Michel de Broin holds a bachelor’s degree in visual arts from Concordia University and a master’s degree in visual and media arts from the Université du Québec à Montréal. He uses metaphor to offer reflections on the public, social, and political spheres. The temporary and permanent public art projects that he has produced are imbued with this quest, such as Overflow (2008), a chapel window that he transformed into a waterfall for the Nuit blanche event in Toronto, and Superficielle (2004), a huge mirror sculpture installed in the Alsatian forest.
Residencies, such as those at the École nationale supérieure d’arts de Paris-Gercy and the Villa Arson de Nice, have enabled him to exhibit his work in France, the United States, Germany, and other countries.
Dendrites is composed of two huge staircases sculptures. Placed on either side of Rue Notre-Dame and integrated at the north threshold of the Bonaventure project, the hybrid-shaped sculptures emerge from the ground like two great industrial-looking trees. Similar in morphology, these structures stand out for their size and twisting shapes. The weathering steel used as the main material refers to the manufacturing past of the district where the work is installed. The ochre colour of the oxidized surfaces bears a resemblance to tree trunks.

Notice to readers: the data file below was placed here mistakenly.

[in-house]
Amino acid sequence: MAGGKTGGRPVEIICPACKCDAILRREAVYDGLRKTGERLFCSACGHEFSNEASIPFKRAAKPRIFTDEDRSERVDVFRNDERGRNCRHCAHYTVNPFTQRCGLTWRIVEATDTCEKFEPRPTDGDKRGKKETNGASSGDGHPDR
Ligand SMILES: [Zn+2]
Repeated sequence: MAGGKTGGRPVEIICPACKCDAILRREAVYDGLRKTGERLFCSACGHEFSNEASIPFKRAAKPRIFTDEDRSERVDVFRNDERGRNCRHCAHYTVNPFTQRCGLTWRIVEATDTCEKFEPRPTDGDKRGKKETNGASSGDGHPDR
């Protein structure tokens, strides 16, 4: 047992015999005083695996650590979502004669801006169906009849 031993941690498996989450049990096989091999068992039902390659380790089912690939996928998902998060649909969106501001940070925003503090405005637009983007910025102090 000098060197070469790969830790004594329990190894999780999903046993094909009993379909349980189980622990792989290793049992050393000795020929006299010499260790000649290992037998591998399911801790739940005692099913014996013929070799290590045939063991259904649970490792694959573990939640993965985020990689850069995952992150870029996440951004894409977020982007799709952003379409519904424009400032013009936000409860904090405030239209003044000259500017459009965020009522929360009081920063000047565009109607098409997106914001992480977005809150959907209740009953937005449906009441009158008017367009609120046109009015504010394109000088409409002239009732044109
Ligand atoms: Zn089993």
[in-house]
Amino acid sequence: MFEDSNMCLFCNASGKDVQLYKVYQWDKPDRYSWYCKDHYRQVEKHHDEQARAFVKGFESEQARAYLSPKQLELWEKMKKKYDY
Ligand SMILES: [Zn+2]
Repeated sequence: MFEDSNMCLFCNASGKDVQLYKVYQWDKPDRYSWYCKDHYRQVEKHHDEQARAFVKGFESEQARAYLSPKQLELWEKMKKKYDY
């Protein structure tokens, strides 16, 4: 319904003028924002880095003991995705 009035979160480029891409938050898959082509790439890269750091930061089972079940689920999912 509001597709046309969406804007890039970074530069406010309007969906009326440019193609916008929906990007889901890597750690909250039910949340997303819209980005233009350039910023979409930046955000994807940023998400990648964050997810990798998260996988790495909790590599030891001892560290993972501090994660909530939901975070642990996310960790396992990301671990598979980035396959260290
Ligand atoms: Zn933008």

The term “dendrite” refers to the branched extensions of neurons, which propagate cerebral stimulations from the brain. It also means a ramification, a tree-like grouping of branchings of a network or system. The two elements that form the work reproduce this neuronal phenomenon on the scale of the landscape. The branches that spread parallel to the ground take the form of staircases that visitors can take to reach the ends of the ramifications. Whether visitors view it from the ground or climb its staircases, the work plays on effects of scale. On either side of the street, the two elements face each other, communicate with each other, giving the impression that they are connected in the middle of this vehicular and pedestrian intersection.